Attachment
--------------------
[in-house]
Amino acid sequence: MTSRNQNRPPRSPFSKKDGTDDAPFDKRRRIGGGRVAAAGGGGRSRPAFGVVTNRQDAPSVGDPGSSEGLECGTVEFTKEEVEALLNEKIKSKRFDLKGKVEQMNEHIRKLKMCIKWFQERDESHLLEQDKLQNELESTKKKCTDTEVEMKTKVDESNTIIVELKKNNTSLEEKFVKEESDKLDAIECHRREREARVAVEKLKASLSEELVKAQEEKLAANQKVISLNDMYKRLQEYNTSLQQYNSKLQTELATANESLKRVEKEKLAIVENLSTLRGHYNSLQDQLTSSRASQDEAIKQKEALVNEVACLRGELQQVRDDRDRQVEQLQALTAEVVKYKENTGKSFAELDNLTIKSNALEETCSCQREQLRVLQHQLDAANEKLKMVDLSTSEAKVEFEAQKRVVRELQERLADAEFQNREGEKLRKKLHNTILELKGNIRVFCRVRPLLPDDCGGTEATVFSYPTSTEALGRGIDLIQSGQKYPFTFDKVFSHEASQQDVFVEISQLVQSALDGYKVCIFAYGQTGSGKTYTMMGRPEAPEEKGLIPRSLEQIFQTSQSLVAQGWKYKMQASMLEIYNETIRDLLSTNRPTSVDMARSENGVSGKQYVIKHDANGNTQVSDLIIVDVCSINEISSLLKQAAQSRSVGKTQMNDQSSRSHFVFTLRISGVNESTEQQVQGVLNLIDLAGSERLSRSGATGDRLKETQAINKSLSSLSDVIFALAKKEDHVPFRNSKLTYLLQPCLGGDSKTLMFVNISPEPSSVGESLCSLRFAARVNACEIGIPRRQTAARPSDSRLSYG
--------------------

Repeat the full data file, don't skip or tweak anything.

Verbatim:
[in-house]
Amino acid sequence: MTSRNQNRPPRSPFSKKDGTDDAPFDKRRRIGGGRVAAAGGGGRSRPAFGVVTNRQDAPSVGDPGSSEGLECGTVEFTKEEVEALLNEKIKSKRFDLKGKVEQMNEHIRKLKMCIKWFQERDESHLLEQDKLQNELESTKKKCTDTEVEMKTKVDESNTIIVELKKNNTSLEEKFVKEESDKLDAIECHRREREARVAVEKLKASLSEELVKAQEEKLAANQKVISLNDMYKRLQEYNTSLQQYNSKLQTELATANESLKRVEKEKLAIVENLSTLRGHYNSLQDQLTSSRASQDEAIKQKEALVNEVACLRGELQQVRDDRDRQVEQLQALTAEVVKYKENTGKSFAELDNLTIKSNALEETCSCQREQLRVLQHQLDAANEKLKMVDLSTSEAKVEFEAQKRVVRELQERLADAEFQNREGEKLRKKLHNTILELKGNIRVFCRVRPLLPDDCGGTEATVFSYPTSTEALGRGIDLIQSGQKYPFTFDKVFSHEASQQDVFVEISQLVQSALDGYKVCIFAYGQTGSGKTYTMMGRPEAPEEKGLIPRSLEQIFQTSQSLVAQGWKYKMQASMLEIYNETIRDLLSTNRPTSVDMARSENGVSGKQYVIKHDANGNTQVSDLIIVDVCSINEISSLLKQAAQSRSVGKTQMNDQSSRSHFVFTLRISGVNESTEQQVQGVLNLIDLAGSERLSRSGATGDRLKETQAINKSLSSLSDVIFALAKKEDHVPFRNSKLTYLLQPCLGGDSKTLMFVNISPEPSSVGESLCSLRFAARVNACEIGIPRRQTAARPSDSRLSYG